Listening to Dave Sulzer talk about teaching elephants to play music really hit home for me. He began by finding out that elephant trainers and owners all know that elephants love music. From there, he moves right to, “If they like music, can they learn to play music?”
An elephant never forgets his notes!
As an educator, I often try to use what my students love to help them learn. I remember one student, “Joe”, who struggled with reading and writing. But he loved art. He would pore over art books and watch videos about artists. So I used his love of art to help him demonstrate his knowledge. “How would Picasso teach us about this book? What would the main character look like? What would the setting be?” Soon, he was creating a book report in the style of Picasso. He was so excited to have “Picasso” paint about the book, that he didn’t even realize how much he was studying the text to get everything right.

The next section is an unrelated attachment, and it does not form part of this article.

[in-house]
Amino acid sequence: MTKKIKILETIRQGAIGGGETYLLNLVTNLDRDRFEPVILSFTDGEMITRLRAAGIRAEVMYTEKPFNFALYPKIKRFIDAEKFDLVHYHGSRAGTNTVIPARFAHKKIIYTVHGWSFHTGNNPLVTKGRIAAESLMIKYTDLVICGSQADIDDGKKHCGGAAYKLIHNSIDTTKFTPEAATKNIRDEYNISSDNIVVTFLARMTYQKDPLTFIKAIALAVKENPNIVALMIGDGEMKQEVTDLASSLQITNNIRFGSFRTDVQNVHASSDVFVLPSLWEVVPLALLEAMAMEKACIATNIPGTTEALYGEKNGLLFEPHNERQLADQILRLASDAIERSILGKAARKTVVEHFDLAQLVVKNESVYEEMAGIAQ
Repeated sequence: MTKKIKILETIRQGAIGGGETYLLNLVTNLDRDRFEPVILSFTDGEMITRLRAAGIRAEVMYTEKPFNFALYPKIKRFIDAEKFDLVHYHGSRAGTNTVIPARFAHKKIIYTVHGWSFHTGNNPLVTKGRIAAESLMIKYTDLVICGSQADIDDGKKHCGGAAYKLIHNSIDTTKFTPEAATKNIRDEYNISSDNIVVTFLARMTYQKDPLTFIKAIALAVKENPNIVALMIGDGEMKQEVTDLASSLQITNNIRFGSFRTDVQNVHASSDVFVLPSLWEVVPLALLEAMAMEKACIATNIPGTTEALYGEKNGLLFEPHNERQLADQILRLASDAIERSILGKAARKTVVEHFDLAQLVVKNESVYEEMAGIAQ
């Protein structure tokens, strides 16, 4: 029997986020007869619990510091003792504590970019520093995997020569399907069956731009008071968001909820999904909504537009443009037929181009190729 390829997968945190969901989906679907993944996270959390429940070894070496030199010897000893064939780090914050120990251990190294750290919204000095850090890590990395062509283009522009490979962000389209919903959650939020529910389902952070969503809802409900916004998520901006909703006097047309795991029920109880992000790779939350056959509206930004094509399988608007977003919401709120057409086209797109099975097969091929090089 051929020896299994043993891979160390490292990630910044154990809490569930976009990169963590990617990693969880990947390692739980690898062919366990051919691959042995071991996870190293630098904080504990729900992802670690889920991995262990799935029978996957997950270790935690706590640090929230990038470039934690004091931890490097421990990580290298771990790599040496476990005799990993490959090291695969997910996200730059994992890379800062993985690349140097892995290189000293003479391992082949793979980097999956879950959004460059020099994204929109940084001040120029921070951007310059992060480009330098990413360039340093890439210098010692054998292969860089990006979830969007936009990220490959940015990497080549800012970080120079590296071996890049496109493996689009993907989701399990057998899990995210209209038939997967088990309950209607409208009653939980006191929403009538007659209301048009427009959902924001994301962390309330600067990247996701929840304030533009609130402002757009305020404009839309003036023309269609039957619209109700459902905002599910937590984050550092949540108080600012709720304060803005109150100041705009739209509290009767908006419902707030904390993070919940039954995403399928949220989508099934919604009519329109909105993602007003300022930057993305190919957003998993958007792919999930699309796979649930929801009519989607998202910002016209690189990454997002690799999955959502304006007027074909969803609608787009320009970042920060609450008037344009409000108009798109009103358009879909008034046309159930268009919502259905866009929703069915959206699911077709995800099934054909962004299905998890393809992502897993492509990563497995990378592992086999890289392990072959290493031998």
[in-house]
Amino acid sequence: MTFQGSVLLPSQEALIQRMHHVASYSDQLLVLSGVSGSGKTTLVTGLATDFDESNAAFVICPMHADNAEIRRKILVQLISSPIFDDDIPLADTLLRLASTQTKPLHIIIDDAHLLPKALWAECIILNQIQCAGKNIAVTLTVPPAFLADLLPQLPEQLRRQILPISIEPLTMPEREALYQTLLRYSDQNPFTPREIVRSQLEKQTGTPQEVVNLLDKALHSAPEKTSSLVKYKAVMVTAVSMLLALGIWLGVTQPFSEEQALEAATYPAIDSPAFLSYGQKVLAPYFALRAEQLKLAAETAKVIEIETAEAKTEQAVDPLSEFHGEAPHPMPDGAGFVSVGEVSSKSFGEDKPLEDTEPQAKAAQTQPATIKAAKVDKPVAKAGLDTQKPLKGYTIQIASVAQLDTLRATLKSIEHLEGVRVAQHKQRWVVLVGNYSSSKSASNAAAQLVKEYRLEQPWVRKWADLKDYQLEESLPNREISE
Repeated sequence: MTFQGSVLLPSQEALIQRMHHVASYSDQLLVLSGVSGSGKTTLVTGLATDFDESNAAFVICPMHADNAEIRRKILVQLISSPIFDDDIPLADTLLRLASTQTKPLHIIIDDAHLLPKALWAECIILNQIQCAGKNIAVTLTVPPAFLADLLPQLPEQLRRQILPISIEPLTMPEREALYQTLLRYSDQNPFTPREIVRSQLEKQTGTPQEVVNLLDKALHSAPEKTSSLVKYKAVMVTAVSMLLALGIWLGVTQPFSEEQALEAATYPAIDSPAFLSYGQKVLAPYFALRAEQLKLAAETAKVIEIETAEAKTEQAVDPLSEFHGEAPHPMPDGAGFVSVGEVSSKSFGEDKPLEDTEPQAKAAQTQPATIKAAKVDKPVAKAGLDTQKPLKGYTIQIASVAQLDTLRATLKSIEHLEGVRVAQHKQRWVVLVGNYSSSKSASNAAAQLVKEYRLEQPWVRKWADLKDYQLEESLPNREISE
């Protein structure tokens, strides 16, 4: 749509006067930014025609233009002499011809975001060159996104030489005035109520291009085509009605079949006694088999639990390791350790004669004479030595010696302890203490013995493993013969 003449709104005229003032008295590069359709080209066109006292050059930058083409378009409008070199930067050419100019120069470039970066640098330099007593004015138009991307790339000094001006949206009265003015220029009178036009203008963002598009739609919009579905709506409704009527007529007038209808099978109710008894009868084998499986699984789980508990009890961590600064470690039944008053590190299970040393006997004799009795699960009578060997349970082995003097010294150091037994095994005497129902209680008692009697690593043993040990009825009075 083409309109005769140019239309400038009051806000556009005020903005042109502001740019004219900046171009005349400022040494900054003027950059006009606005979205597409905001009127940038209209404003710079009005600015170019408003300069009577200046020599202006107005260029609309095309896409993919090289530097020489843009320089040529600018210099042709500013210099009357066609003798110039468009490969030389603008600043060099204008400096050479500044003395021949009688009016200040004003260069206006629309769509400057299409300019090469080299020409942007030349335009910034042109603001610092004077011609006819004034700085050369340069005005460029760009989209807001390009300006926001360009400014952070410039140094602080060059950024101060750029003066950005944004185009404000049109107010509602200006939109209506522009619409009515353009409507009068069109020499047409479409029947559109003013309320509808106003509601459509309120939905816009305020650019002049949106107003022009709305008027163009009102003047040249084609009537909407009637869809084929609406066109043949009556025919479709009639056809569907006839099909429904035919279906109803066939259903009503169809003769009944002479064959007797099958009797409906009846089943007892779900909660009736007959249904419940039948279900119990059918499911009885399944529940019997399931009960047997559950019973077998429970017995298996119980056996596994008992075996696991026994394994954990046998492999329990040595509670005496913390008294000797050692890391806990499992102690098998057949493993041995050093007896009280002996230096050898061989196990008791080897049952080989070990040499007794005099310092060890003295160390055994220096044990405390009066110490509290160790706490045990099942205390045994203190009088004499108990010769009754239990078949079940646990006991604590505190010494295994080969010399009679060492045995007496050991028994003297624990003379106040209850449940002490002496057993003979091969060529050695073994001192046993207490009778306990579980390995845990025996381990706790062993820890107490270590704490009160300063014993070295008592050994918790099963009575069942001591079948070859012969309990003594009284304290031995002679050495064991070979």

Then there was “Debbie” who hated math. She could never remember her math facts, which made higher level computation quite difficult. But she was an amazing musician, playing both piano and violin quite well. I had her compose songs to help her learn her math facts. She enjoyed the project so much that she kept creating songs to memorize other information, too. At one point, she created a song as a study guide for a social studies test we were having. I posted her song on our website and many other children accessed this tool to assist them, also.
Helping students find what interests them is an important part of being a teacher. We work to expand their horizons, giving them experiences they might never have without us. Once students know what they are passionate about, learning about their passion comes easy. Using that passion to learn more, helps students feel more engaged in school and understand more about the required concepts. Just like the elephants, who learned to play the music they were passionate about hearing, children will learn when they use their passions. Our job? Help them find a way.